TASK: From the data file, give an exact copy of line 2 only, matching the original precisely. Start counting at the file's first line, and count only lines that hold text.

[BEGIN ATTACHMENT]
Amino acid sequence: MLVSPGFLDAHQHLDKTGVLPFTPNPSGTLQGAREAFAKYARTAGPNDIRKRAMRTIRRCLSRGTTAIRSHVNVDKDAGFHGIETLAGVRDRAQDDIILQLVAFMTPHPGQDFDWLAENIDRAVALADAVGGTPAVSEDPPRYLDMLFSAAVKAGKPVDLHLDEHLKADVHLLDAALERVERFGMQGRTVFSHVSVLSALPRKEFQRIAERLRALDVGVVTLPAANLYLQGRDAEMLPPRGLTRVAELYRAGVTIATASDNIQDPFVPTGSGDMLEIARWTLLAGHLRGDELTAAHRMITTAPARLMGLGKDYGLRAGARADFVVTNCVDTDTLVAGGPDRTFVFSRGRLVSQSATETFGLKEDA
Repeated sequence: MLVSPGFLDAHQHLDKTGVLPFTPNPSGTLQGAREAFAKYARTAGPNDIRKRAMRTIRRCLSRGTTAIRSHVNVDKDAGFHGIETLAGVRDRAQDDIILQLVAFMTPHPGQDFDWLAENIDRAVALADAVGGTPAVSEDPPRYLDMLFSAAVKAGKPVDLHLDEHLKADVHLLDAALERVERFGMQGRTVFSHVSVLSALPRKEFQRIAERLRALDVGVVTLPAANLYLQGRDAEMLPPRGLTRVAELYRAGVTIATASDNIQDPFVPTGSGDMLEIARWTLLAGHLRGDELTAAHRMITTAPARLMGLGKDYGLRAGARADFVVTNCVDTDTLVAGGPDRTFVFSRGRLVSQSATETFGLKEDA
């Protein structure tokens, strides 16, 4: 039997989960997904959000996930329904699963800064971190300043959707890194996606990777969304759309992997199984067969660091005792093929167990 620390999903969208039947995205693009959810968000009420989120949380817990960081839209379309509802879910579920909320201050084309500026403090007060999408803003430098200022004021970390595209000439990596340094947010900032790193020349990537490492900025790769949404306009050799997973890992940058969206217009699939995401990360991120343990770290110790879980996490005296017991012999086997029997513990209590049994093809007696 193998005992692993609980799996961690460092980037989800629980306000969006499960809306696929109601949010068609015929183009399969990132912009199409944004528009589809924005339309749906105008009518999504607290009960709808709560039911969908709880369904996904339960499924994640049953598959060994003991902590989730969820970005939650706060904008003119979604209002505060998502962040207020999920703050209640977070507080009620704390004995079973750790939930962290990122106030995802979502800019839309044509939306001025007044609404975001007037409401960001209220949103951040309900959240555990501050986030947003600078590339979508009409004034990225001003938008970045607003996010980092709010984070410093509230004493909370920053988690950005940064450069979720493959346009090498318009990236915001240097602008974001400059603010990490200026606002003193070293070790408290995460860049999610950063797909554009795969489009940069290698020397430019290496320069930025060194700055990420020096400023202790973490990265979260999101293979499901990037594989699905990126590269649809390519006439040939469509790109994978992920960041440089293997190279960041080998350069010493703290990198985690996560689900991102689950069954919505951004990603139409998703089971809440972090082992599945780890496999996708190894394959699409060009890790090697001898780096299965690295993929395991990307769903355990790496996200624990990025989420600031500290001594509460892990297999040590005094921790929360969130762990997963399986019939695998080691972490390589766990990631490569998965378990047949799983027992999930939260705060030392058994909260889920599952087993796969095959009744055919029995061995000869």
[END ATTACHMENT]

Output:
Repeated sequence: MLVSPGFLDAHQHLDKTGVLPFTPNPSGTLQGAREAFAKYARTAGPNDIRKRAMRTIRRCLSRGTTAIRSHVNVDKDAGFHGIETLAGVRDRAQDDIILQLVAFMTPHPGQDFDWLAENIDRAVALADAVGGTPAVSEDPPRYLDMLFSAAVKAGKPVDLHLDEHLKADVHLLDAALERVERFGMQGRTVFSHVSVLSALPRKEFQRIAERLRALDVGVVTLPAANLYLQGRDAEMLPPRGLTRVAELYRAGVTIATASDNIQDPFVPTGSGDMLEIARWTLLAGHLRGDELTAAHRMITTAPARLMGLGKDYGLRAGARADFVVTNCVDTDTLVAGGPDRTFVFSRGRLVSQSATETFGLKEDA